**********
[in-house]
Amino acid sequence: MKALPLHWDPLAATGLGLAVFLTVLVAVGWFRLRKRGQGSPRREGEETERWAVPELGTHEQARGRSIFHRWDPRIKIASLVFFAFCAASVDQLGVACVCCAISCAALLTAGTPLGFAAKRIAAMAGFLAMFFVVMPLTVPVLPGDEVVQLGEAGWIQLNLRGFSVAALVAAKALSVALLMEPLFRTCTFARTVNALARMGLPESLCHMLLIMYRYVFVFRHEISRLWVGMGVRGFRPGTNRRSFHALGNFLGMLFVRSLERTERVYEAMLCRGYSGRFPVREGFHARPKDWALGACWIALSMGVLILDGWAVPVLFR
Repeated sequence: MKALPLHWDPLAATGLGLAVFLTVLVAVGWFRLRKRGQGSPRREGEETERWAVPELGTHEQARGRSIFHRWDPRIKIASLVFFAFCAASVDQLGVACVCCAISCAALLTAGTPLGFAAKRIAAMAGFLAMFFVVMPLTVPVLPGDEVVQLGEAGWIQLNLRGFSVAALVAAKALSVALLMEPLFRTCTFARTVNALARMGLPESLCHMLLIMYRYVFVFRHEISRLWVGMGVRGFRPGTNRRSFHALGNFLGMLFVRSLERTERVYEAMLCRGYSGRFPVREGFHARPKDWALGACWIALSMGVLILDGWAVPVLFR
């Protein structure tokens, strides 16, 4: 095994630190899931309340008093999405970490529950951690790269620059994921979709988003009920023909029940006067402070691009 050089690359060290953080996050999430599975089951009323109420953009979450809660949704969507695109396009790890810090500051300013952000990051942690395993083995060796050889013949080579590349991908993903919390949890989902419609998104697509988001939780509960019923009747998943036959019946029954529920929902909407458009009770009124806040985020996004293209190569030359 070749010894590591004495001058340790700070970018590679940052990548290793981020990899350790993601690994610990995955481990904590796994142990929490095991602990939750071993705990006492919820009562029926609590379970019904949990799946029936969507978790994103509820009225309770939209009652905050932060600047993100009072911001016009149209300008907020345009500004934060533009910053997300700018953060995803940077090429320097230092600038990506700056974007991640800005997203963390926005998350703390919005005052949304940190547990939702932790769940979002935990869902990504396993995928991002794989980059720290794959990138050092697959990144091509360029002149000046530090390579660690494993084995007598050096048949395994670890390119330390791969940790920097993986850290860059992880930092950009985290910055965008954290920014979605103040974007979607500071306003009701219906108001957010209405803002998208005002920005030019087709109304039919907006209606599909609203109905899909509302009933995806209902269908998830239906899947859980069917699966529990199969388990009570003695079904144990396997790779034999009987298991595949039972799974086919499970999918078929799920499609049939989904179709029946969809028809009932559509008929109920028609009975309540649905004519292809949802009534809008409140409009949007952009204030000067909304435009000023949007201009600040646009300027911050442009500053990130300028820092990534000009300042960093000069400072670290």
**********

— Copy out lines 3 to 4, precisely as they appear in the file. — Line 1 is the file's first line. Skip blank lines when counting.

Repeated sequence: MKALPLHWDPLAATGLGLAVFLTVLVAVGWFRLRKRGQGSPRREGEETERWAVPELGTHEQARGRSIFHRWDPRIKIASLVFFAFCAASVDQLGVACVCCAISCAALLTAGTPLGFAAKRIAAMAGFLAMFFVVMPLTVPVLPGDEVVQLGEAGWIQLNLRGFSVAALVAAKALSVALLMEPLFRTCTFARTVNALARMGLPESLCHMLLIMYRYVFVFRHEISRLWVGMGVRGFRPGTNRRSFHALGNFLGMLFVRSLERTERVYEAMLCRGYSGRFPVREGFHARPKDWALGACWIALSMGVLILDGWAVPVLFR
């Protein structure tokens, strides 16, 4: 095994630190899931309340008093999405970490529950951690790269620059994921979709988003009920023909029940006067402070691009 050089690359060290953080996050999430599975089951009323109420953009979450809660949704969507695109396009790890810090500051300013952000990051942690395993083995060796050889013949080579590349991908993903919390949890989902419609998104697509988001939780509960019923009747998943036959019946029954529920929902909407458009009770009124806040985020996004293209190569030359 070749010894590591004495001058340790700070970018590679940052990548290793981020990899350790993601690994610990995955481990904590796994142990929490095991602990939750071993705990006492919820009562029926609590379970019904949990799946029936969507978790994103509820009225309770939209009652905050932060600047993100009072911001016009149209300008907020345009500004934060533009910053997300700018953060995803940077090429320097230092600038990506700056974007991640800005997203963390926005998350703390919005005052949304940190547990939702932790769940979002935990869902990504396993995928991002794989980059720290794959990138050092697959990144091509360029002149000046530090390579660690494993084995007598050096048949395994670890390119330390791969940790920097993986850290860059992880930092950009985290910055965008954290920014979605103040974007979607500071306003009701219906108001957010209405803002998208005002920005030019087709109304039919907006209606599909609203109905899909509302009933995806209902269908998830239906899947859980069917699966529990199969388990009570003695079904144990396997790779034999009987298991595949039972799974086919499970999918078929799920499609049939989904179709029946969809028809009932559509008929109920028609009975309540649905004519292809949802009534809008409140409009949007952009204030000067909304435009000023949007201009600040646009300027911050442009500053990130300028820092990534000009300042960093000069400072670290």